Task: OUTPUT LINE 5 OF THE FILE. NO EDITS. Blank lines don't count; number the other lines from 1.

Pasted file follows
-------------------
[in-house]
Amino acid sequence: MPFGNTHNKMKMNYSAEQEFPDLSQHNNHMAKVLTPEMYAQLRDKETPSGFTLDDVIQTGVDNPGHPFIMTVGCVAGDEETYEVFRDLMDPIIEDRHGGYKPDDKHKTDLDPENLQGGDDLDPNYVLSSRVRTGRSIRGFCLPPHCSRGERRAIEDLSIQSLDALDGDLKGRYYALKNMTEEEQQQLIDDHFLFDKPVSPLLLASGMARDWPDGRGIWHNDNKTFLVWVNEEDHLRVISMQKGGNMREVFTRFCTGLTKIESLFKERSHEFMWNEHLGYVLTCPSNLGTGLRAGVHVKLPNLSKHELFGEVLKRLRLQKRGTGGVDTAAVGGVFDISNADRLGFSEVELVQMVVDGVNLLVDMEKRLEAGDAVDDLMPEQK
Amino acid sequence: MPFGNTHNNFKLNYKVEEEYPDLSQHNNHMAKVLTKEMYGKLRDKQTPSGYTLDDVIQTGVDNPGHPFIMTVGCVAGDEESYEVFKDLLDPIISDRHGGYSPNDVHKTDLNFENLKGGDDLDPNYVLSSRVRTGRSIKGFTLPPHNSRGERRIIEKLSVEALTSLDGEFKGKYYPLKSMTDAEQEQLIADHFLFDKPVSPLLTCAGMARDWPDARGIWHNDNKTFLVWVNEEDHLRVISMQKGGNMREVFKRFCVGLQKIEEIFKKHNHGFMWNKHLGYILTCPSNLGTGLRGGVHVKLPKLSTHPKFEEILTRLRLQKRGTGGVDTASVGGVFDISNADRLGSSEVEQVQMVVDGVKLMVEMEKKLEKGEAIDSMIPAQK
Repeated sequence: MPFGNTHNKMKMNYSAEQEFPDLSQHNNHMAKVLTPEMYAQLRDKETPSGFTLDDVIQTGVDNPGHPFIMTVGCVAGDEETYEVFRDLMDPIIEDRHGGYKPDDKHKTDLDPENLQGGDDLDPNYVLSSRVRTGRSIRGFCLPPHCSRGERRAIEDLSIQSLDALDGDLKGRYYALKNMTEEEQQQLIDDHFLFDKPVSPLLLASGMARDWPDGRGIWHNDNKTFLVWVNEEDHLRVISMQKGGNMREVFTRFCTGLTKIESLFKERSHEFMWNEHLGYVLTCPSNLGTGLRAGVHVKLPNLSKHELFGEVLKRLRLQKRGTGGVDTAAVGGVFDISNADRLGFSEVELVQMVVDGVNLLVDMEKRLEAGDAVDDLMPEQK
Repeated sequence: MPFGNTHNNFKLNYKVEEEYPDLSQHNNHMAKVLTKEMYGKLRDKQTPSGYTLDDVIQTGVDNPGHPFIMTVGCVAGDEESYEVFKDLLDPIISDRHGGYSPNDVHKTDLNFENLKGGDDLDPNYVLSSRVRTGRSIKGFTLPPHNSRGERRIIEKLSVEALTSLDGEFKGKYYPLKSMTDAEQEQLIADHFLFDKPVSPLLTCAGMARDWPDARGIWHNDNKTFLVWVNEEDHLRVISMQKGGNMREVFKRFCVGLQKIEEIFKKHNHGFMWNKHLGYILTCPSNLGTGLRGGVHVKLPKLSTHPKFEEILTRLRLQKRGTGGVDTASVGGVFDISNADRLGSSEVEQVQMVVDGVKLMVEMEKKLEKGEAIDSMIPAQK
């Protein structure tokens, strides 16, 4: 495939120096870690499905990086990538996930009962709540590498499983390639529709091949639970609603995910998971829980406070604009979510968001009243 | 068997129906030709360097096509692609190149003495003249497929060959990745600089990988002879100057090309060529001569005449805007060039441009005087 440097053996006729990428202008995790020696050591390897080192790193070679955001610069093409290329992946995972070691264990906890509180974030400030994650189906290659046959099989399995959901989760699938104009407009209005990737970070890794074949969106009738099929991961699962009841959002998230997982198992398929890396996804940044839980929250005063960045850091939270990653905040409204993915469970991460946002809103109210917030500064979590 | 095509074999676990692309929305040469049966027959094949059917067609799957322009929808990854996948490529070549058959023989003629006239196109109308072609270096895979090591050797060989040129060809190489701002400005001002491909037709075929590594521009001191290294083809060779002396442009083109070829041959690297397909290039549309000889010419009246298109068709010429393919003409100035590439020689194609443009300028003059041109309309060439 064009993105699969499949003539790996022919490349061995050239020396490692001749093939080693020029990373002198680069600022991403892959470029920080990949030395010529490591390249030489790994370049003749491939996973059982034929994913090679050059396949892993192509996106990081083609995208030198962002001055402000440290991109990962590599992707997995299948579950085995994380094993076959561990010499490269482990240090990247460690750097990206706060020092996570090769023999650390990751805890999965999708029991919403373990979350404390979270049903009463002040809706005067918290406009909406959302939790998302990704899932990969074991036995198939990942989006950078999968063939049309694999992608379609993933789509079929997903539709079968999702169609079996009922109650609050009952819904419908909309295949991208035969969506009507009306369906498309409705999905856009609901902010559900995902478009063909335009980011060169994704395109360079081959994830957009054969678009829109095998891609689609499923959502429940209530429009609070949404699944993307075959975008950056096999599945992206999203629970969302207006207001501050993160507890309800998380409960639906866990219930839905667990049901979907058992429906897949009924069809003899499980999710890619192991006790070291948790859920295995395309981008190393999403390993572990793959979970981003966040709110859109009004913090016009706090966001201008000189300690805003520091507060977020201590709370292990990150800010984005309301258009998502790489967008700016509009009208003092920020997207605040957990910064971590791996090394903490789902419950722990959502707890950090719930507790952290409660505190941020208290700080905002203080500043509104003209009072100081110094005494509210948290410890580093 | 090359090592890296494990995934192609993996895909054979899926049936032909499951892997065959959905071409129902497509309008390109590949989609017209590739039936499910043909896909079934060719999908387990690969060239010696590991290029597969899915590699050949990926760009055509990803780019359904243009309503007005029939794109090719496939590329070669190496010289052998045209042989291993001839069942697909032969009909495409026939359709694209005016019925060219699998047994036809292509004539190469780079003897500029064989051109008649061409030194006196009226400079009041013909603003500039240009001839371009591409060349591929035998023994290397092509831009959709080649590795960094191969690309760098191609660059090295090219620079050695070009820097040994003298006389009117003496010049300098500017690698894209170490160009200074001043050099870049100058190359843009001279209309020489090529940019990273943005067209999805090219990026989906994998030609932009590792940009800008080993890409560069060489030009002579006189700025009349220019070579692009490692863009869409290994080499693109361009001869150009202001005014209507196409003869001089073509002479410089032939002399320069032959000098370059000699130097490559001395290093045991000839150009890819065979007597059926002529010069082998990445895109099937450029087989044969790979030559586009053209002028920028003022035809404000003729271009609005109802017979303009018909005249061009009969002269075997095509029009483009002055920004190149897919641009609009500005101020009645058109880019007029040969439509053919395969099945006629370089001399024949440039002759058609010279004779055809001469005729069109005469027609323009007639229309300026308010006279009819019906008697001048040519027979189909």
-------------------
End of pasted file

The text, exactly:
Repeated sequence: MPFGNTHNNFKLNYKVEEEYPDLSQHNNHMAKVLTKEMYGKLRDKQTPSGYTLDDVIQTGVDNPGHPFIMTVGCVAGDEESYEVFKDLLDPIISDRHGGYSPNDVHKTDLNFENLKGGDDLDPNYVLSSRVRTGRSIKGFTLPPHNSRGERRIIEKLSVEALTSLDGEFKGKYYPLKSMTDAEQEQLIADHFLFDKPVSPLLTCAGMARDWPDARGIWHNDNKTFLVWVNEEDHLRVISMQKGGNMREVFKRFCVGLQKIEEIFKKHNHGFMWNKHLGYILTCPSNLGTGLRGGVHVKLPKLSTHPKFEEILTRLRLQKRGTGGVDTASVGGVFDISNADRLGSSEVEQVQMVVDGVKLMVEMEKKLEKGEAIDSMIPAQK